Is it OK to go around assassinating unarmed “terrorists” and enemy leaders? I mean, not for you and me, we’d be done in an instant if we tried to take the law into our own hands, but is it OK for governments? Certain ones at the moment seem to think its a jolly idea. They shot Osama, and also claim not to be targeting Gadaffy Duck directly, whilst dropping three massive bombs into a bunker they, presumably, knew was occupied by the Colonel (NATO/US claim to be targeting command and control systems, which will include various individuals of course, rendering the concept of not targeting specific people meaningless). I’m not saying these folk don’t deserve it, but is it morally sound?
Well, we all know killing people is supposed to be bad, but in the real world, bad people usually have to be stopped by force one way or another. Despite what the churches and whatnot say, most people accept that self defence is right. Most people in the West are not unduly upset by the death of Osama (assuming its real and recent as claimed).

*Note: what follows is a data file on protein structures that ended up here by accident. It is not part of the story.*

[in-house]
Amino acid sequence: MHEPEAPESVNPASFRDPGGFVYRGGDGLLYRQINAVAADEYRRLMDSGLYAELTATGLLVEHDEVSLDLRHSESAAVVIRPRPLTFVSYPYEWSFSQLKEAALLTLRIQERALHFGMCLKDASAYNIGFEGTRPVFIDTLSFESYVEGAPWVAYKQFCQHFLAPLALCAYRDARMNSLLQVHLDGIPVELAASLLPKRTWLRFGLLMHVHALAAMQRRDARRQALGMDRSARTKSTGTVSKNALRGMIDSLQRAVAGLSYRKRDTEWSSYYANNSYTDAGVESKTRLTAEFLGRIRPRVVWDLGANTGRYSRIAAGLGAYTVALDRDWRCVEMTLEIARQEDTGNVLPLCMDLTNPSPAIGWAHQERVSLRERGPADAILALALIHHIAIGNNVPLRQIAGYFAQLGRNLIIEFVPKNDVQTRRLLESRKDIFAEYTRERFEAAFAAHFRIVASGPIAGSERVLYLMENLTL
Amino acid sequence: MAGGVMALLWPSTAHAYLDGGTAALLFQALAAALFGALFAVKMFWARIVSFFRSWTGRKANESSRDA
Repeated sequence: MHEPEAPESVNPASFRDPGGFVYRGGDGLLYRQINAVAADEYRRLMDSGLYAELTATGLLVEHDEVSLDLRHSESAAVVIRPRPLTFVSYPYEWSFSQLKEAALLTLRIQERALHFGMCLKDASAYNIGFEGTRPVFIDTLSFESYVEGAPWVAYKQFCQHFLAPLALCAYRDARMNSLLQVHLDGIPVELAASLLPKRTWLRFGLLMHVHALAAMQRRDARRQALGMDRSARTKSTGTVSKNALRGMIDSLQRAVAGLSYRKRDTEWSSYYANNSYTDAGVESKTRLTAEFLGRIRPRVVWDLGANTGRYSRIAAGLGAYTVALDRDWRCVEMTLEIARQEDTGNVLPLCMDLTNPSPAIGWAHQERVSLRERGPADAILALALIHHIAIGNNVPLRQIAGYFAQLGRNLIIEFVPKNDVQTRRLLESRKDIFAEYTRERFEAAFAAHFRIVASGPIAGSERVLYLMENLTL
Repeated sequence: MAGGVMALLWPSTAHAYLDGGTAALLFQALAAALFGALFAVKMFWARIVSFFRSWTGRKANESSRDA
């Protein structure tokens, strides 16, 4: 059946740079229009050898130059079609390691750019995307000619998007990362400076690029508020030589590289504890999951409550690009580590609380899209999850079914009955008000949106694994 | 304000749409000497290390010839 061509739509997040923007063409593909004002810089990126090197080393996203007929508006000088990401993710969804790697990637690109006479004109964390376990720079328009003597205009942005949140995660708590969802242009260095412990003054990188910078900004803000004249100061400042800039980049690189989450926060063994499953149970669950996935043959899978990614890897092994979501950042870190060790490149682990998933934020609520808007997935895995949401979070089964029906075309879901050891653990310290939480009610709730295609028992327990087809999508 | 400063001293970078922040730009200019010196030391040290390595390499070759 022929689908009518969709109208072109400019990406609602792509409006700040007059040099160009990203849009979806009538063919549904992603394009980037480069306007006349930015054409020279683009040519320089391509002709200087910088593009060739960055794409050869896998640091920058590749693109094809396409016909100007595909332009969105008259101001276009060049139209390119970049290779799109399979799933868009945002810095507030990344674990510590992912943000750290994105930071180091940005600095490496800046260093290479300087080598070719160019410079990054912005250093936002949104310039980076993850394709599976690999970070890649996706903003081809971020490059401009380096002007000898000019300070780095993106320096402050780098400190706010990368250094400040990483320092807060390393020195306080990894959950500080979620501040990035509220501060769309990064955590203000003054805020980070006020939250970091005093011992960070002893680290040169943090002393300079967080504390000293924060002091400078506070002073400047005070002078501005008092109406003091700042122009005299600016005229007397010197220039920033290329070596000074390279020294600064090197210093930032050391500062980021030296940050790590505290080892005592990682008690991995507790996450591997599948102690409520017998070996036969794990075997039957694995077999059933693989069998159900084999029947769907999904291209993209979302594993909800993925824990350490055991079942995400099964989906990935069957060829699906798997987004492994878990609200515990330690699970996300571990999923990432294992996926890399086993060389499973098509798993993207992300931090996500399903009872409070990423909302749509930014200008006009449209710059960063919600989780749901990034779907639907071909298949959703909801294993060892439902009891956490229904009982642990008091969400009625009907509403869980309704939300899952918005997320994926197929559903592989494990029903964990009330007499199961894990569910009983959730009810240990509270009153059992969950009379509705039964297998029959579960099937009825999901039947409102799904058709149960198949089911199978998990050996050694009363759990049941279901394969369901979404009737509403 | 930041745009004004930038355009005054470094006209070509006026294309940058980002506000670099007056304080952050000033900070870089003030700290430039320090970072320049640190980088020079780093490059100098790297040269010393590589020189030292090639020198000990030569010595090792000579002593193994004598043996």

We must bear in mind that the targets of these assassination attempts (in the case of Mr Duck) need not be one-sided: he can send his own assassins across the water, and probably will, if he lives long enough. Our own great leaders may be writing their own death warrants: a reason, I suggest, that such behaviour is generally avoided by them: it makes them more vulnerable to assassination themselves. A war and the killing of tens of thousands of nobodies is one thing, but our glorious leaders can’t be put in the line of fire…
Personally I think they should all be locked in a room with one loaded gun and let them sort it out between themselves. So, yes, I think assassination is more moral than the killing of large numbers of people in a wider conflict. Why kill thousands when one will do?
Hmm… and while I’m on the subject… I just note that Iraq has loads of oil; Afghanistan has the route for a long-planned oil pipeline from Iraq to the sea (and a load of heroin production); Libya has oil. Yemen doesn’t have much: it is expected to run out by 2017; Syrian oil production peaked in 1996 and it may become a net importer within a decade. Libya on the other hand has an estimated 60 years of reserves. So which countries would you be most interested in taking the opportunity of intervening in, if you were the West, and stupidly dependent on oil?